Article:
Today's Headlines: Equifax Breach Fallout – Will Regulation Follow?

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Today's Headlines:  Equifax Breach Fallout – Will Regulation Follow?
September 19, 2017

Sorry, We Goofed – Now Pay Up

Unless you've been living in a cave for the past few weeks – and we wouldn't blame you if you chose to, given the news lately – you're aware of the significant data breach at the credit bureau Equifax. Sensitive personal data for approximately 143 million people was exposed in the breach – information that is highly valuable to thieves because it's comprehensive and contains lifelong data such as Social Security numbers.

From the consumer perspective, the credit bureau message sounds like: "Sorry we lost your data. For a few extra dollars, we'll try to protect it a little better. To be safe, pay up for a credit freeze, and keep paying every time you want to unfreeze it."

Granted, there are some costs associated with credit bureau activities, but in essence, the bureaus are making money off your sensitive data that has been involuntarily collected, while charging you for the privilege of managing your own credit status. After consumer outcry, Equifax has offered to waive fees for placing and removing credit freezes until November 21. Typically, the cost is $5-$10 per credit-freeze-related transaction per credit bureau – not terribly expensive, but, since you must request a freeze from all three major credit agencies, the costs quickly add up to become a burden for lower-income consumers and a nuisance for others.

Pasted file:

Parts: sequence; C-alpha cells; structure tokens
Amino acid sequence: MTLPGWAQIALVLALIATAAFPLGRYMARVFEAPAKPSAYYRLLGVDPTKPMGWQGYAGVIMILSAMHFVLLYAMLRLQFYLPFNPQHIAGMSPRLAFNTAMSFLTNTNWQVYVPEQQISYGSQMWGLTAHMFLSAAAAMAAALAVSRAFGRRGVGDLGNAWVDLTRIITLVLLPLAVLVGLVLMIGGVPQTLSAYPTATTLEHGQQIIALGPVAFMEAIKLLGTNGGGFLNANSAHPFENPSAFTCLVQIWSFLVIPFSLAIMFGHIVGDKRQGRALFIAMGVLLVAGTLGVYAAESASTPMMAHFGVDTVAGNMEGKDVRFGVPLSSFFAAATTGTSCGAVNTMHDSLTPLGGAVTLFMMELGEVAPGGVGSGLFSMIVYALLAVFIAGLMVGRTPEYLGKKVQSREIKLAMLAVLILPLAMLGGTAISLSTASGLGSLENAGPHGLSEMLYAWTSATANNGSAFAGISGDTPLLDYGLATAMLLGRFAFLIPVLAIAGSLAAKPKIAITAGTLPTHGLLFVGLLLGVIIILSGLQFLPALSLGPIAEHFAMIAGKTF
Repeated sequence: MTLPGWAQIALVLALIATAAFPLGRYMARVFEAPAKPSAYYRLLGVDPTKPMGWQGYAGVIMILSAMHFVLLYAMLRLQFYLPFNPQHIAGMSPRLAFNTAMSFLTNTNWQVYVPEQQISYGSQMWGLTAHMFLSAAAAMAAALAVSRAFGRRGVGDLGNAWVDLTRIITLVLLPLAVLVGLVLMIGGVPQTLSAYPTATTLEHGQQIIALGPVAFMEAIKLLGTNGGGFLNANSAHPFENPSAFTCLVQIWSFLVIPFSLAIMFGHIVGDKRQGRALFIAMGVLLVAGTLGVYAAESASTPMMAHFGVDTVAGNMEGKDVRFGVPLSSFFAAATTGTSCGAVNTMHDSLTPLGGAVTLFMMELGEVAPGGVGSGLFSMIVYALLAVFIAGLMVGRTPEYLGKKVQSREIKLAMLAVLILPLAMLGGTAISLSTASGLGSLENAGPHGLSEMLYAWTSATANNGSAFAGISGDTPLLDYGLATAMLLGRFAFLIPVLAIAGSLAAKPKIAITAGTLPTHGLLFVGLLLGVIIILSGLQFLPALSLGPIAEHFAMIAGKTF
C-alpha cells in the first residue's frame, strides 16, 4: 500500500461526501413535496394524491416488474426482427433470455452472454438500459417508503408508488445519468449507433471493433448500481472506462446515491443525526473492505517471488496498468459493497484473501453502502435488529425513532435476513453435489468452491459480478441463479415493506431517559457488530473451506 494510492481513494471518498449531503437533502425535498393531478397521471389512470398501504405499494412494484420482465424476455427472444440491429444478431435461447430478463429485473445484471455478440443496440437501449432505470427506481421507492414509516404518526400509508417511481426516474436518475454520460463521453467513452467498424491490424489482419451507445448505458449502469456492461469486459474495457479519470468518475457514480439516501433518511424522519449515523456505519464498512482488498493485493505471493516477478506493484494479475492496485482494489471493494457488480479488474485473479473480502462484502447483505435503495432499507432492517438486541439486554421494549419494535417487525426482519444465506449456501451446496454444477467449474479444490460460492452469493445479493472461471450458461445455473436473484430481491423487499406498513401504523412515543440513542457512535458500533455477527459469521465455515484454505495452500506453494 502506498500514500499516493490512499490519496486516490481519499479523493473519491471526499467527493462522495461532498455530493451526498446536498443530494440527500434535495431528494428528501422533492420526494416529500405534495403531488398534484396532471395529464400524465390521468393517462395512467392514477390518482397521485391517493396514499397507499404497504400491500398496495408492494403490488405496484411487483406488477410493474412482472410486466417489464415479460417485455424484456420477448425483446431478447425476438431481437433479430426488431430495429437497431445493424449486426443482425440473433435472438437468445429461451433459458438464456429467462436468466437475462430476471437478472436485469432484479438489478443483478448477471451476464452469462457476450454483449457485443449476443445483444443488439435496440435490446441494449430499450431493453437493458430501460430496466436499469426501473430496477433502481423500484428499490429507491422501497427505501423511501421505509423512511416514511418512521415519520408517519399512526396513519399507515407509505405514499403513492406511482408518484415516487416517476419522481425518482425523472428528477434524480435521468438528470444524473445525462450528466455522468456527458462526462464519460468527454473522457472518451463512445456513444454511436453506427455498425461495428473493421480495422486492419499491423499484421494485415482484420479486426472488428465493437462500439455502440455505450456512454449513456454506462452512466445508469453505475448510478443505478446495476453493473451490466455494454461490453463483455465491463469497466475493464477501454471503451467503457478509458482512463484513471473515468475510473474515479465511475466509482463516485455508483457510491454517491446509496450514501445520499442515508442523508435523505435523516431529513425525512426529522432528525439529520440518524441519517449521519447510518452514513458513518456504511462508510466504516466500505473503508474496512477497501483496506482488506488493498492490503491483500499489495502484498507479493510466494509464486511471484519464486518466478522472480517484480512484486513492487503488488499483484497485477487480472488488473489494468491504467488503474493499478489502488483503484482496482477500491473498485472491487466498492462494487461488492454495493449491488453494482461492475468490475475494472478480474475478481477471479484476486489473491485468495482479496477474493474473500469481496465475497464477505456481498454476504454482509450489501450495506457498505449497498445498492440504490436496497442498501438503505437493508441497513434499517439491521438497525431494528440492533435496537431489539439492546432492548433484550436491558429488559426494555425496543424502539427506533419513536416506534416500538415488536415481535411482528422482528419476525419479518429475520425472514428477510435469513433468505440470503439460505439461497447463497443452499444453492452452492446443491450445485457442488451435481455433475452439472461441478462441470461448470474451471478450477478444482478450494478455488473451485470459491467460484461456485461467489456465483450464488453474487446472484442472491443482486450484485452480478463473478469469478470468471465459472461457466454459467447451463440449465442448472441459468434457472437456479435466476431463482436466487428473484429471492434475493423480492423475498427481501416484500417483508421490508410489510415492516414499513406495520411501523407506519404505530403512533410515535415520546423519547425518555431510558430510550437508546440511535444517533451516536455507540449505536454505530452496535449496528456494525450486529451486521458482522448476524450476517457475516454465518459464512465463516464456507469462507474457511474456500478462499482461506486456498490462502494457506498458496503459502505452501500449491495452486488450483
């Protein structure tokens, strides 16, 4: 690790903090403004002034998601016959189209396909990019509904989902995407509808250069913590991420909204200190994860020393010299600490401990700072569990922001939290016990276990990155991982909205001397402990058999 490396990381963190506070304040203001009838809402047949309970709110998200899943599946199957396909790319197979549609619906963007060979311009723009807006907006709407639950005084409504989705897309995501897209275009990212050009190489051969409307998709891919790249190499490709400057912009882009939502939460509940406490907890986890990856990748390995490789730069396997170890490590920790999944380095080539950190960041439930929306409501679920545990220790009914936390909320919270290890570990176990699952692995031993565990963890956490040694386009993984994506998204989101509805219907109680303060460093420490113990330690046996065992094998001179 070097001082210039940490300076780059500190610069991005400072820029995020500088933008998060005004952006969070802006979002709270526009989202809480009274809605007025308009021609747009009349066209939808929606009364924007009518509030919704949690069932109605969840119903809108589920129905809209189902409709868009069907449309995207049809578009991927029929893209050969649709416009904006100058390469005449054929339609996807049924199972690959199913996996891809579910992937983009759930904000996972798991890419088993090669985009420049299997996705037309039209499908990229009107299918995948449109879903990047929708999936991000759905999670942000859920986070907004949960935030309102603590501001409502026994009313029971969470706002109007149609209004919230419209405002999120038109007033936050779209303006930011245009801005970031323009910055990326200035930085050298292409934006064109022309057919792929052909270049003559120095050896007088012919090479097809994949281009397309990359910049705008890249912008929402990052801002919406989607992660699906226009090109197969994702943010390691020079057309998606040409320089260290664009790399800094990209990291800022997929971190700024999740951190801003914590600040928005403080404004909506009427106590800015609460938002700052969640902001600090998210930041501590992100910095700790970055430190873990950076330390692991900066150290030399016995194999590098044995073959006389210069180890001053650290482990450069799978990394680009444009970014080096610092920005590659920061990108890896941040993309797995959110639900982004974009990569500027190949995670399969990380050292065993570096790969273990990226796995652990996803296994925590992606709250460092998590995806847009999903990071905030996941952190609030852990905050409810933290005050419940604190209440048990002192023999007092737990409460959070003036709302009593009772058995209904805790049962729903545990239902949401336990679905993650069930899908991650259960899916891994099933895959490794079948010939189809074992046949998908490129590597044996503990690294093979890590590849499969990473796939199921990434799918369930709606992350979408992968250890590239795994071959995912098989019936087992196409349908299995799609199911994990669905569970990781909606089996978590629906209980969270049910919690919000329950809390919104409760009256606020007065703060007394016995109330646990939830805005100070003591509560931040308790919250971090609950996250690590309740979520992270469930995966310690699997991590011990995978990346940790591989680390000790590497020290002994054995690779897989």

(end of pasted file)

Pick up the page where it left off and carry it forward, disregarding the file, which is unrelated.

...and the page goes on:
State laws complicate the cost issue, as each state has different cost guidelines regarding security freezes. Check this list of state guidelines for security freeze details in your state, including groups that can place security freeze requests for free.

Credit bureau accountability is poor at best. Data protection by Equifax and the other credit bureaus falls under the scope of the Federal Trade Commission, which has limited ability to assess significant penalties. That may change given the scope of the Equifax breach and the cavalier nature of Equifax's actions pre-and post-breach.


Equifax, We Expected Better of You